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Archive - Mar 26, 2019

Some People Hear What They See—"Visual Ear” May Occur in Up to 20% of All People, More Common in Musicians Than Others; Disinhibition of Pre-Existing Neural Cross-Connections May Explain Why Some Hear the “Skipping Pylon” GIF

A synesthesia-like effect in which people “hear” silent flashes or movement, such as in popular “noisy GIFs” and memes, could be due to a reduction of inhibition of signals that travel between visual and auditory areas of the brain, according to a new study led by researchers at City, University of London. (Synesthesia is the production of a sense impression relating to one sense or part of the body by stimulation of another sense or part of the body.) The new study is the first to provide insight into the brain mechanisms underpinning such auditory sensations also known as a “visually-evoked auditory response” (also known as vEAR or “visual ear”). Whilst one theory is that areas of the brain responsible for visual and auditory processing normally compete, this research suggests that they may actually cooperate in people who report “visual ear.” It was also found that musicians taking part in the study were significantly more likely to report experiencing visual ear than non-musician participants. This could be because musical training may promote joint attention to both the sound of music and the sight of the coordinated movements of the conductor or other musicians. Dr Elliot Freeman, Principal Investigator on the study and a Senior Lecturer in Psychology at the University said: "We already knew that some people hear what they see. Car indicator lights, flashing neon shop signs, and people's movements as they walk may all trigger an auditory sensation. Our latest study reveals normally-occurring individual differences in how our senses of vision and hearing interact. We found that people with 'visual ears' can use both senses together to see and also 'hear' silent motion, while, for others, hearing is inhibited when watching such visual sequences."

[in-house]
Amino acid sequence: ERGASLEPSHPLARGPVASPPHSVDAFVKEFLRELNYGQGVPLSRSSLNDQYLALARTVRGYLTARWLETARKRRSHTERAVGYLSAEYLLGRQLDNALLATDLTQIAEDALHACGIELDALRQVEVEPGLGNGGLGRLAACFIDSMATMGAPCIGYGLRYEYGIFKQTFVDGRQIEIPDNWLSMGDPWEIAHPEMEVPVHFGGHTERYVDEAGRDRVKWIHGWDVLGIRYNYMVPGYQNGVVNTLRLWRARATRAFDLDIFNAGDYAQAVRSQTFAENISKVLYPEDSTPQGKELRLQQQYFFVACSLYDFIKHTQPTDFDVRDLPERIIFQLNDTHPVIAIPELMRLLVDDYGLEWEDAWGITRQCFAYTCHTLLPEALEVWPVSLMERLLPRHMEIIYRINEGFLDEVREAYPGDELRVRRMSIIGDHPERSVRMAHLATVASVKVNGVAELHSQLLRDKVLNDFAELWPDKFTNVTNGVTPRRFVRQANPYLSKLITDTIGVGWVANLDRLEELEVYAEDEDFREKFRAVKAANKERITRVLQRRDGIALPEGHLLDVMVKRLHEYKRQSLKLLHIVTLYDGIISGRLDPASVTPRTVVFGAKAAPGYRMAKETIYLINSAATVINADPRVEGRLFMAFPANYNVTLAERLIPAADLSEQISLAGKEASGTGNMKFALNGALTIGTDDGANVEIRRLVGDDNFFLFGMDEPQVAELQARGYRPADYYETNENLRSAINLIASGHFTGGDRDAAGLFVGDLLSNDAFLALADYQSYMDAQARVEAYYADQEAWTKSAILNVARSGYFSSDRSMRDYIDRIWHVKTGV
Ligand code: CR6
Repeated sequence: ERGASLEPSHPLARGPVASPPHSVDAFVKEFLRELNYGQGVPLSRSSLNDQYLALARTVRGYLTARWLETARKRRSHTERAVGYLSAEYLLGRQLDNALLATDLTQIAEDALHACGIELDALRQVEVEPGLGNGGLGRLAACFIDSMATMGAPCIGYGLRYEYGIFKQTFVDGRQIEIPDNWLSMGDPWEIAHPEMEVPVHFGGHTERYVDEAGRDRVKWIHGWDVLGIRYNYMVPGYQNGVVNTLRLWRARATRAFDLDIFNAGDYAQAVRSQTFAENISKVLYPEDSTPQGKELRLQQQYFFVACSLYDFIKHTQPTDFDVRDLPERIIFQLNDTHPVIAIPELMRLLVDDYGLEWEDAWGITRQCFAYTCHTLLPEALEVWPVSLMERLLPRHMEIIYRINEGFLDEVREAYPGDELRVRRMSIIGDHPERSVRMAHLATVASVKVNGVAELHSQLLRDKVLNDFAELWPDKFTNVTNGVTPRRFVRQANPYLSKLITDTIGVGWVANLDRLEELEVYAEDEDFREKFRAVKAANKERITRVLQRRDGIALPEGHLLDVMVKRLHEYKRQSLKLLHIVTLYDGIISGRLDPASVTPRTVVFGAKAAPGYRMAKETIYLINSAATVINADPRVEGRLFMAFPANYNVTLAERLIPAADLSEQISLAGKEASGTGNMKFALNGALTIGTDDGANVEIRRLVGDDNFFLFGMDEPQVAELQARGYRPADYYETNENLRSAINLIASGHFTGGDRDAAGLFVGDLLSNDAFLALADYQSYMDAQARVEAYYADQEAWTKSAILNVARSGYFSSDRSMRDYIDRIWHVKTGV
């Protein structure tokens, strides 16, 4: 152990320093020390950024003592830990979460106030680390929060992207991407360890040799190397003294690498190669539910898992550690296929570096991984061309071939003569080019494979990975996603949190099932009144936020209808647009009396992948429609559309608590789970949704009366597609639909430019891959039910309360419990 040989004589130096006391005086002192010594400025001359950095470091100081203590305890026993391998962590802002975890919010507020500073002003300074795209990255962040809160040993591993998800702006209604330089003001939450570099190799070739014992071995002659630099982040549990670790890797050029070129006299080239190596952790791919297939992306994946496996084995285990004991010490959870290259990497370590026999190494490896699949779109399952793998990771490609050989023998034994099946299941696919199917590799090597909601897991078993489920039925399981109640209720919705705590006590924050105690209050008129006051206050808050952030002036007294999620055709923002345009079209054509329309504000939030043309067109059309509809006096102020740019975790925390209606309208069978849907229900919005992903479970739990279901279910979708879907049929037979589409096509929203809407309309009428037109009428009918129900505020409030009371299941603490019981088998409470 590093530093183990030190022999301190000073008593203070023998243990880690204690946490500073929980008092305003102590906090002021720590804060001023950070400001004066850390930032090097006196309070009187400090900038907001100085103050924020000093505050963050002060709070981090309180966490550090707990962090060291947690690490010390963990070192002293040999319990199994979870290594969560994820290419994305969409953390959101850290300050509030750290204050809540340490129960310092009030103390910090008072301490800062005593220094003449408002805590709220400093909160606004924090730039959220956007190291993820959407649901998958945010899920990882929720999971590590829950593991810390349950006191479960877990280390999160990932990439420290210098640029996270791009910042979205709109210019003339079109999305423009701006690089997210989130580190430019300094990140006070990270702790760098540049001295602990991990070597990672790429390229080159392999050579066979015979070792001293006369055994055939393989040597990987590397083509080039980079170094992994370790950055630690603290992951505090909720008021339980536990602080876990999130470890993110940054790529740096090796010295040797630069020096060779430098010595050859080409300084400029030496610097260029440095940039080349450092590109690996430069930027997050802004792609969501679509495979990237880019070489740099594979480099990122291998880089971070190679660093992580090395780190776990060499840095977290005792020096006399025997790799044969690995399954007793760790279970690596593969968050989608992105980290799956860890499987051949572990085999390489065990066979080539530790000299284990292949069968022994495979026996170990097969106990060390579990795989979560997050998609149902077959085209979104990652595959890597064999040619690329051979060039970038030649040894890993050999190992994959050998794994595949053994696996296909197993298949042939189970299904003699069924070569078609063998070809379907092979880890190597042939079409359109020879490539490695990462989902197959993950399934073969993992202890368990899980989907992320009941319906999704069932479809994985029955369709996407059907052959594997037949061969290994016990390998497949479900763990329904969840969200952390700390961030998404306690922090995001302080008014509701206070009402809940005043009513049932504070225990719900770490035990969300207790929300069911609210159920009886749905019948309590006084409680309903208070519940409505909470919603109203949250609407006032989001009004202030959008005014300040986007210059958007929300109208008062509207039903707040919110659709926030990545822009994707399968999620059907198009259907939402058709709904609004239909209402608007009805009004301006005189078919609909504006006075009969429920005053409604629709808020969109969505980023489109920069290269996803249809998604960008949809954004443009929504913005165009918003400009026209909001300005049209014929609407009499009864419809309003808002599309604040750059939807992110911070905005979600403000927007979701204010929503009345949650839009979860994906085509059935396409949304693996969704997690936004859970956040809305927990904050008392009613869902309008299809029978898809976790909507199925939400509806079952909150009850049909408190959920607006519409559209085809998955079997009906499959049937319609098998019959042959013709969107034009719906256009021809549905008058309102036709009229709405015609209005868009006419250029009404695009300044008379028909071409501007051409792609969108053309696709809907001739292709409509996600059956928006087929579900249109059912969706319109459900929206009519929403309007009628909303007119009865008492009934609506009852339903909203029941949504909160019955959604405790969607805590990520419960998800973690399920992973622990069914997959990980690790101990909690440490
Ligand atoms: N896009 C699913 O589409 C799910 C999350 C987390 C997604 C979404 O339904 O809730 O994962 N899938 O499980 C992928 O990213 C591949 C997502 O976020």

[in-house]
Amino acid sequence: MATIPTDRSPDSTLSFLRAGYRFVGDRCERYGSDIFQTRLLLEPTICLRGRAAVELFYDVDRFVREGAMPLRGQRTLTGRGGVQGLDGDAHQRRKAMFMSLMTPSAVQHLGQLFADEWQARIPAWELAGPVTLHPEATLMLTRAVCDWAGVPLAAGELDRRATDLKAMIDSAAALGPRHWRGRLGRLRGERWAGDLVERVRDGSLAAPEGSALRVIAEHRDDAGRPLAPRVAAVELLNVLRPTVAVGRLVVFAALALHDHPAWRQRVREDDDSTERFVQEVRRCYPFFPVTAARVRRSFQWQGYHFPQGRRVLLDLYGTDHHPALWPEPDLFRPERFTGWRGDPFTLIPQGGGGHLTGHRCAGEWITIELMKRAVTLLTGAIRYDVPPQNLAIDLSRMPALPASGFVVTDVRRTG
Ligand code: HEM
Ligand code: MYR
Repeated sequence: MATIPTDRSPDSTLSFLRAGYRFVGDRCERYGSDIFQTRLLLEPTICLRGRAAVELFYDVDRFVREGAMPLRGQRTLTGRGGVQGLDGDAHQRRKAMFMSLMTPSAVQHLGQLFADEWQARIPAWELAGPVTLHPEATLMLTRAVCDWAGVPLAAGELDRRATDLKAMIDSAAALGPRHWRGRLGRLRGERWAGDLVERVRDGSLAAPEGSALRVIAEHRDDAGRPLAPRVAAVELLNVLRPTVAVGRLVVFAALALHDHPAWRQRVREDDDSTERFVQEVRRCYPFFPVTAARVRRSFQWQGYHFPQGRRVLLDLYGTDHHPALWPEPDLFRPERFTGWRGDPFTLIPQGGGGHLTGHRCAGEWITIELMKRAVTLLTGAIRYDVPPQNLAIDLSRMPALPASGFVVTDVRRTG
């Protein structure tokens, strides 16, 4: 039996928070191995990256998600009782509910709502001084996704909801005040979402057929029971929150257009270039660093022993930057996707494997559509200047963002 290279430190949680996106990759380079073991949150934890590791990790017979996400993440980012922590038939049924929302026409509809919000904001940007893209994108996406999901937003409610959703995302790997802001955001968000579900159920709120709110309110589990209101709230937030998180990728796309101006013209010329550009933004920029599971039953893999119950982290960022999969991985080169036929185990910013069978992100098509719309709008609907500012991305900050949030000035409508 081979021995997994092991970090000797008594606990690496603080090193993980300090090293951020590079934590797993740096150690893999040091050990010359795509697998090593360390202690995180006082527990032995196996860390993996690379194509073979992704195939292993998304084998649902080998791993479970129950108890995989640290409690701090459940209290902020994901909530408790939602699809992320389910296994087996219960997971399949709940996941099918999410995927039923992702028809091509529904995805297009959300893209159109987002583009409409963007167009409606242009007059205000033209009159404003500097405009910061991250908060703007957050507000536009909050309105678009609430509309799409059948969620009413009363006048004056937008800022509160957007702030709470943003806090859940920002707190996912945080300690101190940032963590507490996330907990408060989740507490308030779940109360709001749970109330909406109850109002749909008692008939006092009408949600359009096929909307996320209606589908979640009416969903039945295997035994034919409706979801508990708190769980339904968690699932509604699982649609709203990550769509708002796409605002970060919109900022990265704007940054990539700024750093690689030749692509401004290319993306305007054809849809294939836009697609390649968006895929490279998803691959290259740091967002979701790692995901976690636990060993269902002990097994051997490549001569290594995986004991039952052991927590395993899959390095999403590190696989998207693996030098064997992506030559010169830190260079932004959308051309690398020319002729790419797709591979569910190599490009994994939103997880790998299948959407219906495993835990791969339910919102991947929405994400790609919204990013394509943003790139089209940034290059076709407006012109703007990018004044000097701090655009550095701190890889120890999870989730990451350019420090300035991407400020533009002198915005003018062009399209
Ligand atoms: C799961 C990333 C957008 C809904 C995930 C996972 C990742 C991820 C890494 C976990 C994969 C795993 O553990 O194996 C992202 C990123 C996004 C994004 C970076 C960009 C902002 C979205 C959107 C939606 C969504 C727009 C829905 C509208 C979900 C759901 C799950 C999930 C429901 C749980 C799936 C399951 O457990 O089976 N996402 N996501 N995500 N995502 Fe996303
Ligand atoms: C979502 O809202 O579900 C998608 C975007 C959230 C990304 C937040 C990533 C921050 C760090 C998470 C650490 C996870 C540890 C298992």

Exercise Boosts Brain Power, New Studies Suggest

Anyone who trains for a marathon knows that individual running workouts add up over time to yield a big improvement in physical fitness. So, it should not be surprising that the cognitive benefits from workouts also accumulate to yield long-term cognitive gains. Yet, until now, there was has been little research to describe and support the underlying neurobiology. In new work being presented this week about the effects of exercise on the brain at the Cognitive Neuroscience Society (CNS) March 23-26, 2019 in San Francisco (https://www.cogneurosociety.org/annual-meeting/), researchers are finding that brain changes that occur after a single workout are predictive of what happens with sustained physical training over time. "There is a strong and direct link between physical activity and how your brain works," says Wendy Suzuki (http://www.cns.nyu.edu/corefaculty/Suzuki.php), PhD, Professor of Neural Science at New York University (NYU), who chaired a symposium on the topic at CNS . Titled "Imaging the Immediate and Long-Term Effects of Exercise in Humans" (https://www.cogneurosociety.org/mycns/?mtpage=invited_symposia#1) the symposium featured talks by Dr. Michelle Voss and Dr. Michelle Carlson, as well as by Dr. Michael Yassa and Dr. Emrah Duzel. More than 1,500 scientists attended the CNS annual meeting.